Handwriting Practice While Traveling | The OT Toolbox

Handwriting Practice While Traveling

Summer vacation can mean relaxing times of making memories with family and friends.  Long, lazy days without routines, later bedtimes, and days without the daily grind of homework and school checklists are what make a childhood's summer carefree.  But, summer can also mean the "summer slump".  Those skills that were learned over the previous school year are quickly forgotten when pool time and planning the family vacation are priority.  

For the child who struggles with handwriting, the summer months can be especially hard on retaining skills.  Children often times, are not exposed to any handwriting work over the summer months.  So how do you help kids maintain the handwriting skills they've worked so hard to accomplish over the summer? 

When there are underlying skill areas that need attention in order to maintain legible handwriting, accurate letter formation, or spatial awareness in handwriting, how can you maintain or even improve these skills over the summer?

We've shared creative summer handwriting activities before, using a travel writing kit, a sensory-based handwriting summer camp, and motivational ideas to address handwriting needs.  

But, what about when travel, summer plans, and vacations are on the horizon?  Here are easy ways to work on handwriting while traveling this summer.  These are motivating, functional, and meaningful tasks that can sneak in handwriting practice.  

Use these strategies and ideas to encourage handwriting tasks.  Letter formation, line use, and margins don't need to be perfect.  The key here is to help kids feel important, needed, and handwriting-smart!  The children who struggle with written work can get overwhelmed by interventions during the school year.  Take the time summer break as a time to keep up on the skills they've learned in a low-key way!




Ideas for Handwriting Practice While Traveling

Use this list as a way to get students, OT clients, or your own child writing and moving that pencil this summer.  Print off this list here.  The printable version of this list is a great tool for the school-based Occupational Therapist.  Add it to summer home exercise programs.  Teachers can send this home at the end of school.  



Handwriting Ideas for Kids While Traveling



Going on vacation this summer?  We need to prepare!  Grab a handful of colorful pens and let's get started.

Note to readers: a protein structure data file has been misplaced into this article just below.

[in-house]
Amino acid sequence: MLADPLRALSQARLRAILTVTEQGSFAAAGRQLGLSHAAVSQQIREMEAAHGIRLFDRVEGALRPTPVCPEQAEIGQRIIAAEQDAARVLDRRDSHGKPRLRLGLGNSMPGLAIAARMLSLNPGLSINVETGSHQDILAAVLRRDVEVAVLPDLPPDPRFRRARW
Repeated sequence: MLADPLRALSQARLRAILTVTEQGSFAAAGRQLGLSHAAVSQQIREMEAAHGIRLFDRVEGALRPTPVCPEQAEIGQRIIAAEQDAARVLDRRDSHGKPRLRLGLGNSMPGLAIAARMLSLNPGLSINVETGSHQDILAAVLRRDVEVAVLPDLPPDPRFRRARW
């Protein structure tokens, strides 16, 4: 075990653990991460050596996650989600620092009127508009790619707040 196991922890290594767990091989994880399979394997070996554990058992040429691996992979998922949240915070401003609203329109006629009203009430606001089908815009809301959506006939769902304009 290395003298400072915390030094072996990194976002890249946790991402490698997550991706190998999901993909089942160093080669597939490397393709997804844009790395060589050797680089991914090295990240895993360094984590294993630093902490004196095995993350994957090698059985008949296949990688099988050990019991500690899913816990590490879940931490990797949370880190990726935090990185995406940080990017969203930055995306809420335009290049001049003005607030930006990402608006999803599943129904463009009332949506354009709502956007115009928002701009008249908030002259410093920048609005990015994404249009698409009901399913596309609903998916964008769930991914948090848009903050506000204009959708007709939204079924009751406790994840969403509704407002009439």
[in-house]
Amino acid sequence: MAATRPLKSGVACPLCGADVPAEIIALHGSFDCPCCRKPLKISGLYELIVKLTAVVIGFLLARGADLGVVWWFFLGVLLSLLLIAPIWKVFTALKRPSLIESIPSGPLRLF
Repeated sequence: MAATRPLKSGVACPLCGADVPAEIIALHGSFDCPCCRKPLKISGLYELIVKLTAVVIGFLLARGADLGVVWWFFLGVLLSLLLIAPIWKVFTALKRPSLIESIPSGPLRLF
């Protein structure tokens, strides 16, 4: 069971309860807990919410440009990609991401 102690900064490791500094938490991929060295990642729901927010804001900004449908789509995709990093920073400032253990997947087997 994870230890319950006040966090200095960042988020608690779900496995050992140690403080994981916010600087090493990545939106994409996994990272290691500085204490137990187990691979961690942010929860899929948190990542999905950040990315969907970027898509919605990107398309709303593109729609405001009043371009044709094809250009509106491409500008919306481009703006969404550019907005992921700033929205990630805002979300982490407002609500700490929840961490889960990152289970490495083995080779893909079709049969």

• Create a Family Meeting Sheet to plan the vacation.
  • Make a shopping list to prepare for vacation travels.
  • Map out travel routes.  Use a real, paper map and highlight routes of travel. Tracing lines on a map is a great exercise in visual perceptual and visual motor skills. 
  • Make a packing list.
  • Write a vacation bucket-list.
  • Create a checklist of stops that we will make while at our vacation destination (visits with family, grocery store needs, etc)
  • Start a daily itinerary- Plan a schedule of events, big or small.  
  • Write a list of names and addresses that can be used for writing postcards to family and friends.
  • Make a postcard writing kit, filled with stamps, your address list, and fun pens.
  • Write postcards.
  • Get a notebook and start a travel journal.
  • Write out the first day of travel, including an itinerary with stops.  Watch for signs while driving and mark them off the list.
  • Write out travel information such as the local Tourist Board, Chamber of Commerce information, Tourist Department info, State websites, and County websites.
  • List local parks, festivals, activities, historical areas, museums, zoos, and entertainment areas. 
  • Create a Rainy Day Guide that includes a list and phone numbers of indoor activities in the area of your destination. This might include: cinemas, shopping areas, Children's museums, or aquariums.
  • Make an Adventure Scrapbook- This can be as simple as paper stapled together. Fill the scrapbook with an outline of daily activities, and paste pictures cut from travel brochures onto the pages.  Add ticket stubs, postcards, souvenirs, or even stamped napkins from restaurants.  Label and quickly describe each page.  This is a great project to take into school in the Fall to describe your summer to classmates and new teachers!
  • Play the license plate game. List out states on a piece of paper and check off each state as you see a car with that license plate.  Make it a game with everyone in the car!
  • Play Destination Scramble: Are you going to Disneyland in Florida? Write that out on the top of a piece of paper.  Then, try to make as many words as you can using all of those letters. 
  • Make your own travel word search using graph paper.  First, write travel-themed words going up, down, or diagonally on the graph paper.  Connect words when you are able.  Then, fill in letters surrounding the words to make a full word search.  Pass the puzzle off to another car rider and have them find all of the words.  Travel words include: suitcase, sunscreen, beach, family, vacation, etc.
  • Play a game of travel-themed "Headbanz". Using index cards, write out travel-themed words.  Without looking, hold it up on your forehead and another person in the car has to answer questions as you try to figure out your word.  
  • Play "Connect 5" with letters on graph paper.  Play this writing game with a friend.  All you need is paper and pencils.  (A clipboard can't hurt!)  Take turns, writing your first initial on the graph paper. Try to get 5 of your letters in a row while blocking the other person from getting five letters in a row. This game can get tricky but is a great way to work on visual scanning, visual memory, visual discrimination, and visual figure ground while addressing spatial relations. 








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